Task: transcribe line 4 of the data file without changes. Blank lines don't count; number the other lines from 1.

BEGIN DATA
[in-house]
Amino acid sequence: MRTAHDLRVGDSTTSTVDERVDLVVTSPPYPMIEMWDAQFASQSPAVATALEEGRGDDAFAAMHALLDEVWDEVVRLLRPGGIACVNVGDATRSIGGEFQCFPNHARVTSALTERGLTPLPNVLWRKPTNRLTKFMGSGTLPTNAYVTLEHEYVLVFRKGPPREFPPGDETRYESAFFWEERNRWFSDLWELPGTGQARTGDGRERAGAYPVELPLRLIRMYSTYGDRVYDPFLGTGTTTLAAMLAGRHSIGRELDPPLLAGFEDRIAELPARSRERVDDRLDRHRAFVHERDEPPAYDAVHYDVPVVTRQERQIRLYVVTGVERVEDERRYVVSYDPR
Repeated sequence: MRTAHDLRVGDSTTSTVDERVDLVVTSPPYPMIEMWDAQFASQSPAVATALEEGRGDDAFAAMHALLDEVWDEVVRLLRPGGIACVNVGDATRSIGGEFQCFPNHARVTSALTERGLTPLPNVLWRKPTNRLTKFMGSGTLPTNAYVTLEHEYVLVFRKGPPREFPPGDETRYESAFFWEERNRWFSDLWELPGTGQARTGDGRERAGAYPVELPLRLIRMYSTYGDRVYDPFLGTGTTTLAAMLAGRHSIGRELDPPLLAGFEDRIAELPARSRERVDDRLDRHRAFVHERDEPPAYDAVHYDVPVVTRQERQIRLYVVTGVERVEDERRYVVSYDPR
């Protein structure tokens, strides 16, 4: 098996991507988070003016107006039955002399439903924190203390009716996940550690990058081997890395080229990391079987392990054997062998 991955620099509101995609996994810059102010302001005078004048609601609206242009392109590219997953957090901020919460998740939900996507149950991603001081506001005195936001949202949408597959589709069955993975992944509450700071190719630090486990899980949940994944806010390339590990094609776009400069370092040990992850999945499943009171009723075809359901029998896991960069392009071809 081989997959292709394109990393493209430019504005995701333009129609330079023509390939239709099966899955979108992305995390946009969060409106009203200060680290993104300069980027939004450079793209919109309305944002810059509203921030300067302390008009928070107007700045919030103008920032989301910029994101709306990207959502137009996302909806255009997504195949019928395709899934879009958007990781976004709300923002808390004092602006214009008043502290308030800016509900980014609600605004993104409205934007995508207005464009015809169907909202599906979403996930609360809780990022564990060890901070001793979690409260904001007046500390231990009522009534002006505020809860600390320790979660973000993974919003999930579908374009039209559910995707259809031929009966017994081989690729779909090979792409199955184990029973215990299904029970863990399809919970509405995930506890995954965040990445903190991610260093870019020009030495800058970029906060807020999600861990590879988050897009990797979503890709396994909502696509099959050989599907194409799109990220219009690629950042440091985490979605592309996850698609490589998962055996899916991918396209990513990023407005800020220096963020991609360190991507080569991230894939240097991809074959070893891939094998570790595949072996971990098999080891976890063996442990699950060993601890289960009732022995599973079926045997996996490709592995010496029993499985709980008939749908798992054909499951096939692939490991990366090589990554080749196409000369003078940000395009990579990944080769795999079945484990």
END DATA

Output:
């Protein structure tokens, strides 16, 4: 098996991507988070003016107006039955002399439903924190203390009716996940550690990058081997890395080229990391079987392990054997062998 991955620099509101995609996994810059102010302001005078004048609601609206242009392109590219997953957090901020919460998740939900996507149950991603001081506001005195936001949202949408597959589709069955993975992944509450700071190719630090486990899980949940994944806010390339590990094609776009400069370092040990992850999945499943009171009723075809359901029998896991960069392009071809 081989997959292709394109990393493209430019504005995701333009129609330079023509390939239709099966899955979108992305995390946009969060409106009203200060680290993104300069980027939004450079793209919109309305944002810059509203921030300067302390008009928070107007700045919030103008920032989301910029994101709306990207959502137009996302909806255009997504195949019928395709899934879009958007990781976004709300923002808390004092602006214009008043502290308030800016509900980014609600605004993104409205934007995508207005464009015809169907909202599906979403996930609360809780990022564990060890901070001793979690409260904001007046500390231990009522009534002006505020809860600390320790979660973000993974919003999930579908374009039209559910995707259809031929009966017994081989690729779909090979792409199955184990029973215990299904029970863990399809919970509405995930506890995954965040990445903190991610260093870019020009030495800058970029906060807020999600861990590879988050897009990797979503890709396994909502696509099959050989599907194409799109990220219009690629950042440091985490979605592309996850698609490589998962055996899916991918396209990513990023407005800020220096963020991609360190991507080569991230894939240097991809074959070893891939094998570790595949072996971990098999080891976890063996442990699950060993601890289960009732022995599973079926045997996996490709592995010496029993499985709980008939749908798992054909499951096939692939490991990366090589990554080749196409000369003078940000395009990579990944080769795999079945484990």